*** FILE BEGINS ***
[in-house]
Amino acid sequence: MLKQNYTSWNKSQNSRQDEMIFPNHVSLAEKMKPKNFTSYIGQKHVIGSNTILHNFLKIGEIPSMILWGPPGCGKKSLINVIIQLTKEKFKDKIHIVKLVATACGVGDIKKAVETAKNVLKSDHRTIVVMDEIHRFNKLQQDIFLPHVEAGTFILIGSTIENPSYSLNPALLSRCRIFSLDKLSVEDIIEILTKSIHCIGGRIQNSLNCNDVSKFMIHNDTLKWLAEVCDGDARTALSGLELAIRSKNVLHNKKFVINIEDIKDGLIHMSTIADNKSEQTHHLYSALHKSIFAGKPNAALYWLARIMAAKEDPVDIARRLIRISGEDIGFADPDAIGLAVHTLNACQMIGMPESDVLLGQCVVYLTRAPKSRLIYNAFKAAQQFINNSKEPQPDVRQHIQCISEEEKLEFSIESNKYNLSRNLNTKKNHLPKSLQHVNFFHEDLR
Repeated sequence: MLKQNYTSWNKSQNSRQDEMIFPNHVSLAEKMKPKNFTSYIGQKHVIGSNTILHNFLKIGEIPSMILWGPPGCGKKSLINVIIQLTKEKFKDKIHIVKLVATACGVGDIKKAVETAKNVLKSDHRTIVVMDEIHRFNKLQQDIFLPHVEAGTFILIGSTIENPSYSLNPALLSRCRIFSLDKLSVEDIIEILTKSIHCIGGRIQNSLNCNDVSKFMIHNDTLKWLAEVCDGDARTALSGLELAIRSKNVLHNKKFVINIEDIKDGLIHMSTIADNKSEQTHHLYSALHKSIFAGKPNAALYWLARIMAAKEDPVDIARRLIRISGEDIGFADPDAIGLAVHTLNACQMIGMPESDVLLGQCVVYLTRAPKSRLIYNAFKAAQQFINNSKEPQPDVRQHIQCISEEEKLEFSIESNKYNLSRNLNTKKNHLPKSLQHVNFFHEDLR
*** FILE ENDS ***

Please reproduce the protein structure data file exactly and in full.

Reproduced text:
[in-house]
Amino acid sequence: MLKQNYTSWNKSQNSRQDEMIFPNHVSLAEKMKPKNFTSYIGQKHVIGSNTILHNFLKIGEIPSMILWGPPGCGKKSLINVIIQLTKEKFKDKIHIVKLVATACGVGDIKKAVETAKNVLKSDHRTIVVMDEIHRFNKLQQDIFLPHVEAGTFILIGSTIENPSYSLNPALLSRCRIFSLDKLSVEDIIEILTKSIHCIGGRIQNSLNCNDVSKFMIHNDTLKWLAEVCDGDARTALSGLELAIRSKNVLHNKKFVINIEDIKDGLIHMSTIADNKSEQTHHLYSALHKSIFAGKPNAALYWLARIMAAKEDPVDIARRLIRISGEDIGFADPDAIGLAVHTLNACQMIGMPESDVLLGQCVVYLTRAPKSRLIYNAFKAAQQFINNSKEPQPDVRQHIQCISEEEKLEFSIESNKYNLSRNLNTKKNHLPKSLQHVNFFHEDLR
Repeated sequence: MLKQNYTSWNKSQNSRQDEMIFPNHVSLAEKMKPKNFTSYIGQKHVIGSNTILHNFLKIGEIPSMILWGPPGCGKKSLINVIIQLTKEKFKDKIHIVKLVATACGVGDIKKAVETAKNVLKSDHRTIVVMDEIHRFNKLQQDIFLPHVEAGTFILIGSTIENPSYSLNPALLSRCRIFSLDKLSVEDIIEILTKSIHCIGGRIQNSLNCNDVSKFMIHNDTLKWLAEVCDGDARTALSGLELAIRSKNVLHNKKFVINIEDIKDGLIHMSTIADNKSEQTHHLYSALHKSIFAGKPNAALYWLARIMAAKEDPVDIARRLIRISGEDIGFADPDAIGLAVHTLNACQMIGMPESDVLLGQCVVYLTRAPKSRLIYNAFKAAQQFINNSKEPQPDVRQHIQCISEEEKLEFSIESNKYNLSRNLNTKKNHLPKSLQHVNFFHEDLR